Both the scripts and the acting within each of Season Two’s episodes are of the utmost importance to its overall presentation in its new standalone season set. While both elements are equally important in their own right to the presentation, the episode guide included in the box set is just as important as the set’s content. The episode guide lists all twenty-four Season Two episodes. They are split between the front and back inside cover of the box. Each episode is noted in relation to its disc throughout the guide. There is also a short yet concise summary of each episode outlining each episode’s central plot. This is, by and large, nothing new for Shout! Factory. That is given. However, there are other studios that put out TV series’ box sets but refuse to include an episode guide of any sort. Those studios will remain nameless here. Getting back to the point, the fact that there are those studios that refuse to include such guides are only shooting themselves in the foot. It is a minor aspect of any box set’s presentation. But it is still an important element nonetheless. It is part of that viewing experience. Having that guide saves time for audiences as it prevents them from having to go through one disc or another, trying to remember which episode(s) is/are on which disc(s). It’s incredible to think that there are some studios out there that will omit this minor yet important element in their box set presentations. Luckily Shout! Factory has once again made a point of including it in Season Two’s box set. Because the company did, it completes the viewing experience here and shows once and for all why this box set is well worth the watch by any audience regardless of familiarity with the series.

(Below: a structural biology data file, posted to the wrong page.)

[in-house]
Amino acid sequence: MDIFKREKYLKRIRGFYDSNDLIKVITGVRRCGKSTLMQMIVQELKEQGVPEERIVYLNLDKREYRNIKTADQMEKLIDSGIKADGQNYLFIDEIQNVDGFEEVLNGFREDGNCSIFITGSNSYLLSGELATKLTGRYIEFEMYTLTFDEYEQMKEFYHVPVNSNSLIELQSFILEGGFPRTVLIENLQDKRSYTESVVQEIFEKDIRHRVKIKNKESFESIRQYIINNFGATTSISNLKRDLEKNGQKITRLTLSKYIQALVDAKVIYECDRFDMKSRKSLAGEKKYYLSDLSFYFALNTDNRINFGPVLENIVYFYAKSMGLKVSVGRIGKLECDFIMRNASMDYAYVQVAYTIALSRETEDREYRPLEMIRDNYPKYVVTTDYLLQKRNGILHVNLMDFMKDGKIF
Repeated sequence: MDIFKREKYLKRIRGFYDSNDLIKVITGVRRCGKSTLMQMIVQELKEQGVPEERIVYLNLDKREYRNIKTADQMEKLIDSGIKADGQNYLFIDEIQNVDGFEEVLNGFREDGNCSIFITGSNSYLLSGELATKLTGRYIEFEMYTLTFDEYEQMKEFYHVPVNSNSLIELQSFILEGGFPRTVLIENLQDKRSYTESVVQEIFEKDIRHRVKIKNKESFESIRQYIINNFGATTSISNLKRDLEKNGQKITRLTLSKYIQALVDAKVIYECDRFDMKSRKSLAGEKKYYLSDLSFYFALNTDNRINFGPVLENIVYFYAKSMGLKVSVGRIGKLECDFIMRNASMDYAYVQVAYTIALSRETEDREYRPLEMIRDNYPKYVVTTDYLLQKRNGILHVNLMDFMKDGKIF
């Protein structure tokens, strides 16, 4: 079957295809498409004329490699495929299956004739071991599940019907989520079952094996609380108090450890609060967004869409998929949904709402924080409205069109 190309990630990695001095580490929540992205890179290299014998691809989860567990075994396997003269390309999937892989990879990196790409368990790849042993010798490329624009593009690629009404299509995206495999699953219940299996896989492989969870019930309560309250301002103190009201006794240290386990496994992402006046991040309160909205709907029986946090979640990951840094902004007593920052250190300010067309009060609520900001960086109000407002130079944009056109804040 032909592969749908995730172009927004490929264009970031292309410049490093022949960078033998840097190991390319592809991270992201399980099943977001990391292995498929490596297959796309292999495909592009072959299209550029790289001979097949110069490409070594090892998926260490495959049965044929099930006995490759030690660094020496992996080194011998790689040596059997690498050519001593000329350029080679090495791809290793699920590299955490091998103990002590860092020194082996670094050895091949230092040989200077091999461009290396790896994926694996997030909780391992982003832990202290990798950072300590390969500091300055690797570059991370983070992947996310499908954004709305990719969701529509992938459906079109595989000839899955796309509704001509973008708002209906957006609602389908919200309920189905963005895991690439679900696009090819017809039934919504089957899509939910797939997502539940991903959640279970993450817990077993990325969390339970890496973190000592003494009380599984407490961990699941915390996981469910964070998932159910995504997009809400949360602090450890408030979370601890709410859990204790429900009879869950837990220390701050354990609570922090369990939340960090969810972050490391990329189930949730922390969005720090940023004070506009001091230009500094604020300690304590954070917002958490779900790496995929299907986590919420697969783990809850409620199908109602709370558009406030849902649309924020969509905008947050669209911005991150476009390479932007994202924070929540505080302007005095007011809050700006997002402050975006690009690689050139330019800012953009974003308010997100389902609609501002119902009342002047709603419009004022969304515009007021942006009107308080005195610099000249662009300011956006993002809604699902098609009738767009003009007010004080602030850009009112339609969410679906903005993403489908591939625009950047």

Shout! Factory’s release of Maude: The Complete Second Season marks the first time ever that it has received its own standalone DVD season set. Yes, it was originally released as part of the show’s full series set released earlier this year. But its release this past August by itself is the first time that it has ever been released by itself. Considering this, its first release proves to be quite the success. That is thanks in large part to the work of the series’ writers. The writers mixed heart and humor in every episode to make twenty-four episodes that are well worth the watch just for that reason alone. The cast’s interpretation of the scripts adds even more reason for audiences to purchase it. The companion episode guide that is printed inside the case’s box art rounds out the set’s positives. It gives a clear listing of the set’s episodes in regards to their respective discs and includes a short but concise summary of each episode. The full, clear listing dramatically reduces the amount of time that viewers have to spend searching for episodes. And the episode summaries make choosing which episode(s) to watch all the easier. All three noted elements combined together make the viewing experience in Maude’s second season fully immersive and enjoyable for fans new and old alike. They show collectively exactly why this box set is a solid first solo release from Shout! Factory and Sony Pictures Home Entertainment and once again why Shout! Factory remains today the leading name in home entertainment. Maude: The Complete Second Season is available now in stores and online. It can be ordered direct via Shout! Factory’s online store at https://www.shoutfactory.com/tv/comedy/maude-season-two. More information on this and other titles from Shout! Factory is available online now at: